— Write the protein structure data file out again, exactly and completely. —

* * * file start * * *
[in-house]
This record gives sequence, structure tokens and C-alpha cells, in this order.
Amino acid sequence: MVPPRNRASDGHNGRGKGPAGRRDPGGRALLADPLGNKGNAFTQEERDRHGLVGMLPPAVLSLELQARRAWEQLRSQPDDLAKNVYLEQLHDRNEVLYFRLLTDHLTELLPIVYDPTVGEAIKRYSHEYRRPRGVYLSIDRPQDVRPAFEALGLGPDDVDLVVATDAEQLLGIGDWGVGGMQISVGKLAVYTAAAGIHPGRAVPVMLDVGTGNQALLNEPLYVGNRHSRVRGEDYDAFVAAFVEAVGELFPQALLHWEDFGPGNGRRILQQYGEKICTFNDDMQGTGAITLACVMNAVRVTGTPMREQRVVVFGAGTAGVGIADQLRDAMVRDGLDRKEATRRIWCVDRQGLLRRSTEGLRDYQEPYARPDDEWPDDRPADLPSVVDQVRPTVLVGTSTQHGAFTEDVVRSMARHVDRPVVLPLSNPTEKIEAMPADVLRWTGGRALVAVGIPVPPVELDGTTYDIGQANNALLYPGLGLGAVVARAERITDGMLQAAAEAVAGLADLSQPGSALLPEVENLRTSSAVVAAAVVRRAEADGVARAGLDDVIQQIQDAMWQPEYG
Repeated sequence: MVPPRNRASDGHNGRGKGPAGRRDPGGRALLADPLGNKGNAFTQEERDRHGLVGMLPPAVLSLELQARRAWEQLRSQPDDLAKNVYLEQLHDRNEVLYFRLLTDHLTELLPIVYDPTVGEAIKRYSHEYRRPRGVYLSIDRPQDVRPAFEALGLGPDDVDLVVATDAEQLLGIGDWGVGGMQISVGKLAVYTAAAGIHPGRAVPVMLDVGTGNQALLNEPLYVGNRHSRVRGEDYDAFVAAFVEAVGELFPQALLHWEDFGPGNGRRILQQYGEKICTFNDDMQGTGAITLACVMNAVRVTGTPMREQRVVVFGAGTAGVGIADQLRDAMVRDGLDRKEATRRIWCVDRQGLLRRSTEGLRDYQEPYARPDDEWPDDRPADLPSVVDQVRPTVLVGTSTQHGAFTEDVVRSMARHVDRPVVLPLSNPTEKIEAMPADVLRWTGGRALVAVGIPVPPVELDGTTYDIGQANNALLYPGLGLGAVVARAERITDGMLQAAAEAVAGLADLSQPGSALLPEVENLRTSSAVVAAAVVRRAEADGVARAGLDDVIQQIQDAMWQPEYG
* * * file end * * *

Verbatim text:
[in-house]
This record gives sequence, structure tokens and C-alpha cells, in this order.
Amino acid sequence: MVPPRNRASDGHNGRGKGPAGRRDPGGRALLADPLGNKGNAFTQEERDRHGLVGMLPPAVLSLELQARRAWEQLRSQPDDLAKNVYLEQLHDRNEVLYFRLLTDHLTELLPIVYDPTVGEAIKRYSHEYRRPRGVYLSIDRPQDVRPAFEALGLGPDDVDLVVATDAEQLLGIGDWGVGGMQISVGKLAVYTAAAGIHPGRAVPVMLDVGTGNQALLNEPLYVGNRHSRVRGEDYDAFVAAFVEAVGELFPQALLHWEDFGPGNGRRILQQYGEKICTFNDDMQGTGAITLACVMNAVRVTGTPMREQRVVVFGAGTAGVGIADQLRDAMVRDGLDRKEATRRIWCVDRQGLLRRSTEGLRDYQEPYARPDDEWPDDRPADLPSVVDQVRPTVLVGTSTQHGAFTEDVVRSMARHVDRPVVLPLSNPTEKIEAMPADVLRWTGGRALVAVGIPVPPVELDGTTYDIGQANNALLYPGLGLGAVVARAERITDGMLQAAAEAVAGLADLSQPGSALLPEVENLRTSSAVVAAAVVRRAEADGVARAGLDDVIQQIQDAMWQPEYG
Repeated sequence: MVPPRNRASDGHNGRGKGPAGRRDPGGRALLADPLGNKGNAFTQEERDRHGLVGMLPPAVLSLELQARRAWEQLRSQPDDLAKNVYLEQLHDRNEVLYFRLLTDHLTELLPIVYDPTVGEAIKRYSHEYRRPRGVYLSIDRPQDVRPAFEALGLGPDDVDLVVATDAEQLLGIGDWGVGGMQISVGKLAVYTAAAGIHPGRAVPVMLDVGTGNQALLNEPLYVGNRHSRVRGEDYDAFVAAFVEAVGELFPQALLHWEDFGPGNGRRILQQYGEKICTFNDDMQGTGAITLACVMNAVRVTGTPMREQRVVVFGAGTAGVGIADQLRDAMVRDGLDRKEATRRIWCVDRQGLLRRSTEGLRDYQEPYARPDDEWPDDRPADLPSVVDQVRPTVLVGTSTQHGAFTEDVVRSMARHVDRPVVLPLSNPTEKIEAMPADVLRWTGGRALVAVGIPVPPVELDGTTYDIGQANNALLYPGLGLGAVVARAERITDGMLQAAAEAVAGLADLSQPGSALLPEVENLRTSSAVVAAAVVRRAEADGVARAGLDDVIQQIQDAMWQPEYG